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Boston City Councilor Matt O’Malley filed an ordinance with the Boston City Council amending the existing Building Energy Reporting and Disclosure Ordinance (BERDO). This proposal significantly impacts property owners in Boston by establishing a building emissions standard and implementing emissions reduction requirements starting in 2025, continuing until the city’s large building stock reaches net zero emissions in 2050.
This proposal is a follow-up to a 2013 ordinance, which required large buildings to report their annual energy and water use to the City beginning in 2017. This new proposal institutes a declining emissions standard and lowers the square footage threshold for buildings affected by the ordinance. The pace of the emissions reduction is dependent on building use, but in all cases, the declining emissions standard will require significant changes to existing buildings in Boston to comply. The standard will also apply to any buildings built after the proposal is enacted. For example, from 2025 to 2034, buildings in the healthcare sector must reduce emissions by 33%, office buildings must reduce emissions by 40%, and buildings in the retail sector must reduce emissions by 50%. Buildings or building portfolios with several uses may use a blended emissions standard, which must be approved by a new Review Board.
What buildings would this apply to?
The ordinance dictates the mechanisms property owners can use to reduce emissions. Owners may:
If a property owner is unable to meet the standard emissions reduction schedule, they may apply for an individual compliance schedule. Under this option, owners may alter their path to net-zero, but they still must commit to a declining rate of building emissions. An individual schedule must reduce emissions at a linear or better pace, reduce emissions 50% by 2030, and reduce emissions by 100% by 2050.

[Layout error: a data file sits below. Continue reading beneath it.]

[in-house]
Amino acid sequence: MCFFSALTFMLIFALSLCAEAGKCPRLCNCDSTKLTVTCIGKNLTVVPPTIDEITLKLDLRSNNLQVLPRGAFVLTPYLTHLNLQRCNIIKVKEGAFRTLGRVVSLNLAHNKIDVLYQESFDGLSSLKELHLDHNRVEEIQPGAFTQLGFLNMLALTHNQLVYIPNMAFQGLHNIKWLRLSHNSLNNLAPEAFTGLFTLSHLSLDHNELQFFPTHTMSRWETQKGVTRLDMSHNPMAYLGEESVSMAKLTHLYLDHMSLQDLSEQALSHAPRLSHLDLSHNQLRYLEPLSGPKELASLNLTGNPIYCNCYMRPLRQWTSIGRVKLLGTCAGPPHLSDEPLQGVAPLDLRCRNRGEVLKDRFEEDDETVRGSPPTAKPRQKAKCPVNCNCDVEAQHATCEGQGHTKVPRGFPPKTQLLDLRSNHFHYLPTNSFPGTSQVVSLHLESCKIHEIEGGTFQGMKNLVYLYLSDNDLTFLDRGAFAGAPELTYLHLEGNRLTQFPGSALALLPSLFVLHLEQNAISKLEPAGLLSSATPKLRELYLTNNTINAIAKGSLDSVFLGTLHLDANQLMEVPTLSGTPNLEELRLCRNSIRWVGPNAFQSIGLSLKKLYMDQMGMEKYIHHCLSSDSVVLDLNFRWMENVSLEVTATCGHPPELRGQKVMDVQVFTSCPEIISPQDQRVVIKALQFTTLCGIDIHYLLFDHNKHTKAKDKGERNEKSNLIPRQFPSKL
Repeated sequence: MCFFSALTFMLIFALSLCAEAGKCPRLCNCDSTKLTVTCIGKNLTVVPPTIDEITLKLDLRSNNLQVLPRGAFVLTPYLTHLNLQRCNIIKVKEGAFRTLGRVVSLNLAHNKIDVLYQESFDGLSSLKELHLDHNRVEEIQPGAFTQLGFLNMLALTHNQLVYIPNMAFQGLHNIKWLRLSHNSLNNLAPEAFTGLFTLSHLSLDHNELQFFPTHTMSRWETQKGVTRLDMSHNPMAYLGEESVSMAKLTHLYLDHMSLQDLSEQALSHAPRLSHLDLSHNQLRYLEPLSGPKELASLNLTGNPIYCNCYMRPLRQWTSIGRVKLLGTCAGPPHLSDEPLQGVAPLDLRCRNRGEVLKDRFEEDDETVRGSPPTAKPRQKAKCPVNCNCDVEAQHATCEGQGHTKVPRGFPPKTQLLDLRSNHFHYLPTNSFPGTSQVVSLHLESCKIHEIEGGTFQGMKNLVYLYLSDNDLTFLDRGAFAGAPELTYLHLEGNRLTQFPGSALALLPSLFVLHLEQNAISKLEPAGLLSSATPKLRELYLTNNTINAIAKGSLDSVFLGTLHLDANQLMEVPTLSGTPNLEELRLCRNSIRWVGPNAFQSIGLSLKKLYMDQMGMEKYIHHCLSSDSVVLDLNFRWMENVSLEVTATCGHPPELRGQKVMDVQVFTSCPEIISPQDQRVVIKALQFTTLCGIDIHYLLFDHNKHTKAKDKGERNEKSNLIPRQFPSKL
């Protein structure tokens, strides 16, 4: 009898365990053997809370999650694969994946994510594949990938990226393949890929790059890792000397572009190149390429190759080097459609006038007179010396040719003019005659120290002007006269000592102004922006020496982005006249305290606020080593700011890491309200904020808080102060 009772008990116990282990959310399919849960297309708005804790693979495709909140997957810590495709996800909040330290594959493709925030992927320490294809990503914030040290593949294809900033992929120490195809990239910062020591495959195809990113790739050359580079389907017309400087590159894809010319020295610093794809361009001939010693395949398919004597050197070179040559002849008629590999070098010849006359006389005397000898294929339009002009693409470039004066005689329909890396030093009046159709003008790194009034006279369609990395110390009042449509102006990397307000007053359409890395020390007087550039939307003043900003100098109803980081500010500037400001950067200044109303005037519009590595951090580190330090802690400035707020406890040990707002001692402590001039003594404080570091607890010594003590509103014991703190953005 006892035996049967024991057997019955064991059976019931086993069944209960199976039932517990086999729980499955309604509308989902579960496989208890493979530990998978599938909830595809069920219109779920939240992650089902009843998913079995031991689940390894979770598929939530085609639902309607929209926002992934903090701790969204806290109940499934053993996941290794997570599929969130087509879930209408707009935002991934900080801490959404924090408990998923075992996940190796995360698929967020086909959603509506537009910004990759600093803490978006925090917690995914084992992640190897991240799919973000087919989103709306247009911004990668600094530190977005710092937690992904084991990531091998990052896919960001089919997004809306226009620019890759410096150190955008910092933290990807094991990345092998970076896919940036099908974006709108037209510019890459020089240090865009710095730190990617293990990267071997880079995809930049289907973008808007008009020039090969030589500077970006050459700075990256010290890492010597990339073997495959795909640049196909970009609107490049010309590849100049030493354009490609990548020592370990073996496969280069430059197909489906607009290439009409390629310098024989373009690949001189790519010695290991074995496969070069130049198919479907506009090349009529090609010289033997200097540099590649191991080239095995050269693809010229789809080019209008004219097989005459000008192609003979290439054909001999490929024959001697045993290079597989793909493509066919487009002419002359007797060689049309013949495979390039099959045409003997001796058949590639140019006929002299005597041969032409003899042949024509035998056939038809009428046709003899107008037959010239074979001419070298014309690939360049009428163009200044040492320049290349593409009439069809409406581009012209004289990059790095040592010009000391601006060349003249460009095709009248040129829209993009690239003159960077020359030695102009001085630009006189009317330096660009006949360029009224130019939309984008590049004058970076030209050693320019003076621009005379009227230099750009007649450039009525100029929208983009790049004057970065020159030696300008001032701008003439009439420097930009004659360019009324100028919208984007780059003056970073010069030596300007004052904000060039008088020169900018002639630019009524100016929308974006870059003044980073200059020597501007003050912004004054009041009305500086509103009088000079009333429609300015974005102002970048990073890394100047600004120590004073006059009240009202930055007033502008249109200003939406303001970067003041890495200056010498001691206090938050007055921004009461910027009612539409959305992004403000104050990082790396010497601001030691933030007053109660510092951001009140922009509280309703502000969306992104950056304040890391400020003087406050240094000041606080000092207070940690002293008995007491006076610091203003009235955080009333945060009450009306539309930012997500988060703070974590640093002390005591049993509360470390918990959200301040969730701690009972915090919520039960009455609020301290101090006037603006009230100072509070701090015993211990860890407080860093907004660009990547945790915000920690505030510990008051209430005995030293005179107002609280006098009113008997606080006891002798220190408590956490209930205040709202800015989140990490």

If building characteristics or additional circumstances present a significant challenge to adhering to the energy compliance standards, building owners may seek a hardship compliance plan. The circumstances that constitute hardship status may include pre-existing long-term energy contracts or financial hardships but must be approved by the Review Board. The Review Board retains the right to alter the availability and use of hardship compliance plans.
Regulators and Powers
This ordinance creates a new Review Board with sweeping powers largely unchecked by other city departments or agencies to regulate, advise, and oversee implementation. The Board may require additional conditions on building owners to receive the exemption, such as requiring owners to provide housing stabilization resources or employment plans.
The Review Board is appointed by the Mayor and approved by the Council. Members of the Board will serve for three years and will meet at least quarterly. Two-thirds of board members will be nominated by community organizations in Boston. There is no requirement for business representation. There is also no requirement that Board members have relevant technical expertise in pertinent subjects such as climate science, energy generation, or project financing.
The Review Board and the City’s Air Pollution Control Commission (APCC) will oversee implementation. The APCC is charged with crafting regulations to implement this ordinance and many regulations have yet to be written.
Implementation and Violations
Annually, the APCC will publicly release energy usage, emissions data, and the compliance status for each building by May 15. Building owners have 30 days prior to disclosure to review the accuracy of the energy usage and emissions data. Failure to report energy usage or adhere to emissions standards will result in daily fines levied by the Review Board:
The City’s Government Operations Committee will soon send a recommendation on the proposal to the full City Council. If the Council passes the ordinance, it will go to the Mayor for final approval. This proposal is effective immediately upon passage. It is unclear how this ordinance would interact with emerging standards from the state, as the administration also looks to cement policies to become net-zero by 2050. If state standards differ from the standards in Boston, building owners could face a second structural redesign of their buildings, overturning years-long retrofitting processes and investment.
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Government Affairs Manager